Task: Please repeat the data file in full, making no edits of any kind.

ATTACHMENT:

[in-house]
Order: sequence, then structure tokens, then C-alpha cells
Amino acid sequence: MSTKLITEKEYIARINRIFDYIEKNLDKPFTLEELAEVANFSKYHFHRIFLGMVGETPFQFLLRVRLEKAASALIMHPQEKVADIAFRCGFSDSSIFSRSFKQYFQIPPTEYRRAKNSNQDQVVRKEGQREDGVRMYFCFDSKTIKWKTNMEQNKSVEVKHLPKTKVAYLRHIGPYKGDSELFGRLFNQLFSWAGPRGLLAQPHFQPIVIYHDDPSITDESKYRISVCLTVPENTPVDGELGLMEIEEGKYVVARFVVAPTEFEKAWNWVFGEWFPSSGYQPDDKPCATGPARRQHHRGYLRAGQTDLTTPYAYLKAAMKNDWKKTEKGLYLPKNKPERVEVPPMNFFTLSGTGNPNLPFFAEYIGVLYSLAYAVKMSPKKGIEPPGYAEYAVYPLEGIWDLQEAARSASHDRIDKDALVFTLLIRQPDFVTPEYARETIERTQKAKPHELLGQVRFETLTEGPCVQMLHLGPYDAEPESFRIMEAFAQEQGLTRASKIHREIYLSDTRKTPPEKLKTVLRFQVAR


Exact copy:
[in-house]
Order: sequence, then structure tokens, then C-alpha cells
Amino acid sequence: MSTKLITEKEYIARINRIFDYIEKNLDKPFTLEELAEVANFSKYHFHRIFLGMVGETPFQFLLRVRLEKAASALIMHPQEKVADIAFRCGFSDSSIFSRSFKQYFQIPPTEYRRAKNSNQDQVVRKEGQREDGVRMYFCFDSKTIKWKTNMEQNKSVEVKHLPKTKVAYLRHIGPYKGDSELFGRLFNQLFSWAGPRGLLAQPHFQPIVIYHDDPSITDESKYRISVCLTVPENTPVDGELGLMEIEEGKYVVARFVVAPTEFEKAWNWVFGEWFPSSGYQPDDKPCATGPARRQHHRGYLRAGQTDLTTPYAYLKAAMKNDWKKTEKGLYLPKNKPERVEVPPMNFFTLSGTGNPNLPFFAEYIGVLYSLAYAVKMSPKKGIEPPGYAEYAVYPLEGIWDLQEAARSASHDRIDKDALVFTLLIRQPDFVTPEYARETIERTQKAKPHELLGQVRFETLTEGPCVQMLHLGPYDAEPESFRIMEAFAQEQGLTRASKIHREIYLSDTRKTPPEKLKTVLRFQVAR